The Way to Black Belt: A Comprehensive Guide to Rapid,
By Kris Wilder and Lawrence Kane
Reviewed by Christopher Caile
The authors, Kris Wilder and Lawrence Kane, tell the reader in the book’s
Introduction they tried to create a book that included everything they
would have wanted to know and ask when they were beginning their martial
arts journey. They have done just that.
The book is broken down into eight general subject topics: Self limitations,
finding a good instructor, knowing how you learn, understanding strength
versus skill, daily practice, understanding strategy to master tactics,
working with injuries, and use of technology.
The organization is interesting. The reader is presented a textual collage
of voices starting with an introduction written by a martial arts veteran,
plus relevant quotes, discussion, student perspectives and personal histories.
Also included are action plans, comments on what to look out for, chapter
summaries plus additional educational material, history and insights –
a lot to absorb.
It is as if the reader were sitting around talking with a group of senior
students who advise him or her, talk about a wide range of subjects and
give their different perspectives. This collective experience produces
a sort of group mentoring that makes the student’s personal journey
less lonely – he has heard how others proceeded along the same path
ahead of him.
One chapter that I found particularly interesting focused on understanding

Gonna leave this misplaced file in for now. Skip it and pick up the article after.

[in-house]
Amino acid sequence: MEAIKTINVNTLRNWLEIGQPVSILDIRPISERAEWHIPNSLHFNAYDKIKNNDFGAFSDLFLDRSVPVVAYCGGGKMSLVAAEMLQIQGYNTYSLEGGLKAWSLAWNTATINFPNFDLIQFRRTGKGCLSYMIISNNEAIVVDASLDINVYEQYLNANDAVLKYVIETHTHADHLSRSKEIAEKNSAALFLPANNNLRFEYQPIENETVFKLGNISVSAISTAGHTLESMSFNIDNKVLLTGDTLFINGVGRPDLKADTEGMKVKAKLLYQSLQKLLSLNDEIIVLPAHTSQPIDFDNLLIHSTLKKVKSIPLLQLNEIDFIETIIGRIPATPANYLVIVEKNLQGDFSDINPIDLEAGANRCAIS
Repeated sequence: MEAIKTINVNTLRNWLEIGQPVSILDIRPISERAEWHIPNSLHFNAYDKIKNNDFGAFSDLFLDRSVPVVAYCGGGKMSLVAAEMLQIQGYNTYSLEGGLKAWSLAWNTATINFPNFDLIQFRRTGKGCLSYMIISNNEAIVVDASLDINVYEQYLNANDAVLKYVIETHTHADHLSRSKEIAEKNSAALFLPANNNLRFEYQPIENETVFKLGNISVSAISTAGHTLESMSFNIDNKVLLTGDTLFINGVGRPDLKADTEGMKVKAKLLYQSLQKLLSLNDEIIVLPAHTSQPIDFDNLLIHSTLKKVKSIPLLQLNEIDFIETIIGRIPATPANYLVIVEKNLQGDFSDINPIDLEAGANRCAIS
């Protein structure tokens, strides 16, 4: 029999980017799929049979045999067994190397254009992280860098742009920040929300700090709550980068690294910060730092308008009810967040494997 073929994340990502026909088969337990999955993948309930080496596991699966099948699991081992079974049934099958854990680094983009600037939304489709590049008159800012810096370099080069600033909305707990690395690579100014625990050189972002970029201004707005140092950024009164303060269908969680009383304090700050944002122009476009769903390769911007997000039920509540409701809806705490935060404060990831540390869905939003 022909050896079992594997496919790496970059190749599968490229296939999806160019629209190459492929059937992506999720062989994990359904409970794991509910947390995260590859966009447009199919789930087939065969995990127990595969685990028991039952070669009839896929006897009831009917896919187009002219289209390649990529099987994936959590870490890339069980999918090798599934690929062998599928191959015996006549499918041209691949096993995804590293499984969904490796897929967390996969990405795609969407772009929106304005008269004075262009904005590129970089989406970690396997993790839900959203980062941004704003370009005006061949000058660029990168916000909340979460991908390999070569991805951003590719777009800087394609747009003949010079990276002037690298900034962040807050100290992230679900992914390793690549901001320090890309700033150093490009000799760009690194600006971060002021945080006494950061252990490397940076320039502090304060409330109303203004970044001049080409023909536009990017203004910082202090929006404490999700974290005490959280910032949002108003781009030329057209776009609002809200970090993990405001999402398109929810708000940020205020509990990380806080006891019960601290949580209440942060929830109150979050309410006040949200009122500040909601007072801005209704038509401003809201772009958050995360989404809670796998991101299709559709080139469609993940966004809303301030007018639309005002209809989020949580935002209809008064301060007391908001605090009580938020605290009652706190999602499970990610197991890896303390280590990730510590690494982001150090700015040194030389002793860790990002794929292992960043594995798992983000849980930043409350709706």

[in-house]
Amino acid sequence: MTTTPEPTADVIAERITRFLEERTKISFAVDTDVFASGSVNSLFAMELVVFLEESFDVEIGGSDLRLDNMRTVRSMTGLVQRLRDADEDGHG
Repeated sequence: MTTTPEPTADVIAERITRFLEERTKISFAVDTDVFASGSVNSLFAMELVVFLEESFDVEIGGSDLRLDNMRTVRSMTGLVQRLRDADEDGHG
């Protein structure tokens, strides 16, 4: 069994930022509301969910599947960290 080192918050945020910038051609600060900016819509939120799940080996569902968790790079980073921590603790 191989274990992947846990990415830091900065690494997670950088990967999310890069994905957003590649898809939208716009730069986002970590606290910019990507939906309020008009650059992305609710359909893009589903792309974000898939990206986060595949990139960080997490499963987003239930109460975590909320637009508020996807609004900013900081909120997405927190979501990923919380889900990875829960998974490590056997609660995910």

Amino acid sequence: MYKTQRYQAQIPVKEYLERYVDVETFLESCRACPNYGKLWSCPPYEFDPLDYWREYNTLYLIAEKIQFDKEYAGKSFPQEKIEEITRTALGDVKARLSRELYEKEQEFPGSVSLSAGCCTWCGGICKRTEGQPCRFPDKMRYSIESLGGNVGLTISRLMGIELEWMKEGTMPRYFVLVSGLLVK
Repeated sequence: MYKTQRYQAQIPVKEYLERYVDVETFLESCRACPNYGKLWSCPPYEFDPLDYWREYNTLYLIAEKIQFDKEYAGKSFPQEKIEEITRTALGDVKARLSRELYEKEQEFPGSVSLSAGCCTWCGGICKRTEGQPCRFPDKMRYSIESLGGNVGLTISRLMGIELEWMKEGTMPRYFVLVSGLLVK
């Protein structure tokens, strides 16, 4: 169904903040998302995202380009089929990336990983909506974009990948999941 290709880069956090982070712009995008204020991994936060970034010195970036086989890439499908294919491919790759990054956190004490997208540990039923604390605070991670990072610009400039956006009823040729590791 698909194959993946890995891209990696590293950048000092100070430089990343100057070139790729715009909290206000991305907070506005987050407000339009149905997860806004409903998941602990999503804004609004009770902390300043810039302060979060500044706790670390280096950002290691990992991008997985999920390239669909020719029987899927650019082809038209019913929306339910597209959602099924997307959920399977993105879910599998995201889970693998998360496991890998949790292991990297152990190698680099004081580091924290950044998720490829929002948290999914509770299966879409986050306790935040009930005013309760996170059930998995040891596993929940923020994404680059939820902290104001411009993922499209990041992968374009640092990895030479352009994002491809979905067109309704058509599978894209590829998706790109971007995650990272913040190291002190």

the strategy of the art studied. In a comprehensive way it analyzed how
reactions in self-defense situations are simplified if the student is
first well grounded in the strategy of the art, rather than particular
tactics. The psychological foundation of this observation is discussed
along with a method of decision making. This is then related to the strategies
of different arts, such as the striking and grappling arts. The linkage
between strategy and training and the relation between “Do”
and “Jitsu” arts are also discussed.
If there is any fault in this work, it is that it is so detailed and
inclusive that there is almost too much to digest. But then again, this
is the type of work that a student can come back to, read and re-read
and use as a reference.
This book is thus much more than a simple guide to prospective black belt
students. It is also a reference, a work chock full of history, explanations,
insights, personal experience, psychological insights, reference material
backed by suggesting reading, relevant websites and reference material.
While this book targets students who are studying to achieve their black
belt, it at the same time illuminates a path far beyond this limited goal.
But its discussion of strategy and tactics, the physiological and practical
elements of combat and martial history make it a book of interest to martial
artists on any level.
About The Reviewer:
Christopher Caile is founder and Editor of FightingArts.com
This book is available in the